Wednesday, August 10, 2011

The Fudge family in Paris

One of my recent antiquarian purchases is 'The Fudge family in Paris' , a collection of satirical and comic verse letters which tell of the adventures of the Fudges, an Anglo-Irish family, in Paris after the end of the Napoleonic wars, when English and Irish tourists flocked to France again. Though supposedly found and edited by 'Thomas Brown, the Younger, author of the Twopenny Postcard', it is actually the work of the famous Irish poet Thomas Moore. First published in 1818, it was a massive hit straight away--my edition is from 1818 but it is the seventh edition! We get the perspectives of four characters: father Phil Fudge, children Bob and Biddy, and tutor Phelim Connor, each of whom writes several letters to their friends back home. Each character sees Paris through their own point of view and own obsessions: for Phil Fudge it's politics(his letters are toadying missives to his patron the British foreign secretary), for Biddy romance, for Phelim regret for Napoleon(a controversial stance in the day!)and for Bob, dandy and bon vivant, writing to his fellow gourmet Dick back home, it's the restaurants! He's constantly singing the praises of French food and wine, and listing all kinds of favourite dishes, like this description of a copious and well-liquored breakfast menu:

One's pate of larks, just to tune up the throat,

One's small limbs of chicken, done en papillotte,

One's erudite cutlets, drest all ways but plain,

Or one's kidneys--imagine, Dick!--done in champagne!

Then some glasses of Beaune, to dilute, or mayhap,

Chambertin, which you know's the pet tipple of Nap (ie Napoleon),

And which Dad, by the way, that legitimate stickler,

Much scruples to taste, but I'm not so parti'clar-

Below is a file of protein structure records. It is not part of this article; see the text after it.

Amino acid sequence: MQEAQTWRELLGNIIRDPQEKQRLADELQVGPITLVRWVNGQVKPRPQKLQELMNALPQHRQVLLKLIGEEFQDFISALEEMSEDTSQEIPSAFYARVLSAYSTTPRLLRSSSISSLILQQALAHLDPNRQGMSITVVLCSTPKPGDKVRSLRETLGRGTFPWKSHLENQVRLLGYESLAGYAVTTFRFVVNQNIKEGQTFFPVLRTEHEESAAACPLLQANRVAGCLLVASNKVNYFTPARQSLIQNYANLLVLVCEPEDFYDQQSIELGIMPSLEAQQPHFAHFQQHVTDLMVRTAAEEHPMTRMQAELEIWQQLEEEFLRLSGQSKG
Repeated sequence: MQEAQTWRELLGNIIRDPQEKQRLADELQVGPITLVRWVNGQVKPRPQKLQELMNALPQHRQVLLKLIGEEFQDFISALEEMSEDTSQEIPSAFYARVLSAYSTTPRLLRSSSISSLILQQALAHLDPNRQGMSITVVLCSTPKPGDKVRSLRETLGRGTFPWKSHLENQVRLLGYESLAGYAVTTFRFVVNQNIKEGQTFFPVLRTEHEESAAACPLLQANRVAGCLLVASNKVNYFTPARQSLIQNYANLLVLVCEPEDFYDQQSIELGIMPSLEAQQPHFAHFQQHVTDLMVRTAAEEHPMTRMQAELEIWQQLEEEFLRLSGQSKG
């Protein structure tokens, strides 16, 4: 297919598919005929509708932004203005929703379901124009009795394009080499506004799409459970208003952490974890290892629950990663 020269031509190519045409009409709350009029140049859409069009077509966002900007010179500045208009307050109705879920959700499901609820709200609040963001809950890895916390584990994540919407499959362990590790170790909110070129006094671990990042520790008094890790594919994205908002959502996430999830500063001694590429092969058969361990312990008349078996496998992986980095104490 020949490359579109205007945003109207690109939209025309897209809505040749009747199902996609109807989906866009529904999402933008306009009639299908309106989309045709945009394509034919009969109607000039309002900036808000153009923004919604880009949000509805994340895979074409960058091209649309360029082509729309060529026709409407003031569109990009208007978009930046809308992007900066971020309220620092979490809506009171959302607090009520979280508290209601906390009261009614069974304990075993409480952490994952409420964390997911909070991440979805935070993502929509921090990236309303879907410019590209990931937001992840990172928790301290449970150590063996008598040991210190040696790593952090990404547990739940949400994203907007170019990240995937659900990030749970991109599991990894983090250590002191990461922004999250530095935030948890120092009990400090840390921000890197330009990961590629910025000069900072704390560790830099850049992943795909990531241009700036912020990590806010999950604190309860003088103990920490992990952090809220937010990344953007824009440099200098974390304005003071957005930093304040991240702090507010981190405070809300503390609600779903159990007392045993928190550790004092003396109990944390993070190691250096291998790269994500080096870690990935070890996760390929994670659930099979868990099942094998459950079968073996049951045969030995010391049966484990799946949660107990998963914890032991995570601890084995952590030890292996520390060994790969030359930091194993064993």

Your coffee comes next, by prescription, and then, Dick's,

The coffee's ne'er failing and glorious appendix,

A neat glass of parfait-amour, which one sips

Just as if bottled velvet tipped over one's lips.

After this gargantuan repast, off he goes sauntering to the boulevards to check out the world promenading there, especially the pretty girls--life's good, in Paris!

Bob keeps away pretty much from his papa's tedious politics apart from the odd dig(as above), but his one contribution to comment on world events is in this lovely bit when he muses about the post-war settlement and the opinion in much of Europe that the French should be made to pay heavily for the bloody wars they had inflicted on the whole continent under first the Revolution and then Napoleon. Yes, says Bob,they can all go to the devil, all except for their cooks:

But think, Dick, their cooks--what a loss to mankind!

What a void in the world would their art leave behind!

Their chronometer spits--their intense salamanders--

Their ovens, their pots, that can soften old ganders,

All vanish'd for ever, their miracles o'er,

And the marmite perpetuelle(never-ending pot)bubbling no more!

Forbid it, forbid it, ye Holy Allies,

Take whatever ye fancy, take statues, take money--

But leave them, oh leave them their Perigueux pies,

Their glorious goose-livers, and high pickled tunny!

Though many, I own, are the evils they've brought us,

Though Royalty's here on her very last legs,

Yet who can help loving the land that has taught us

Six hundred and eighty-five ways to dress eggs?

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